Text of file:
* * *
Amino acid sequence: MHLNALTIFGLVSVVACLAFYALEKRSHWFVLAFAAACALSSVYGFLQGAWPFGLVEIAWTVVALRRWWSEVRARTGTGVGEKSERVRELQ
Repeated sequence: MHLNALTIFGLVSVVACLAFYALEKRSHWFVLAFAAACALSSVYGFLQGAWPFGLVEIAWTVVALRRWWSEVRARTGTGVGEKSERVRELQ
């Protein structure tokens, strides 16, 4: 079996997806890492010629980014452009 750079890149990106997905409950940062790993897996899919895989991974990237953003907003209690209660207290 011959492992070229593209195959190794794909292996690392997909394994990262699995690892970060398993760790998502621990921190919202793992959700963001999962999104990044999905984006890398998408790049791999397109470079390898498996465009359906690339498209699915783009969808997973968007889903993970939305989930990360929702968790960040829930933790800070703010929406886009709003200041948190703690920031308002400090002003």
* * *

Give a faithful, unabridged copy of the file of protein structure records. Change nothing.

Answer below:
Amino acid sequence: MHLNALTIFGLVSVVACLAFYALEKRSHWFVLAFAAACALSSVYGFLQGAWPFGLVEIAWTVVALRRWWSEVRARTGTGVGEKSERVRELQ
Repeated sequence: MHLNALTIFGLVSVVACLAFYALEKRSHWFVLAFAAACALSSVYGFLQGAWPFGLVEIAWTVVALRRWWSEVRARTGTGVGEKSERVRELQ
């Protein structure tokens, strides 16, 4: 079996997806890492010629980014452009 750079890149990106997905409950940062790993897996899919895989991974990237953003907003209690209660207290 011959492992070229593209195959190794794909292996690392997909394994990262699995690892970060398993760790998502621990921190919202793992959700963001999962999104990044999905984006890398998408790049791999397109470079390898498996465009359906690339498209699915783009969808997973968007889903993970939305989930990360929702968790960040829930933790800070703010929406886009709003200041948190703690920031308002400090002003």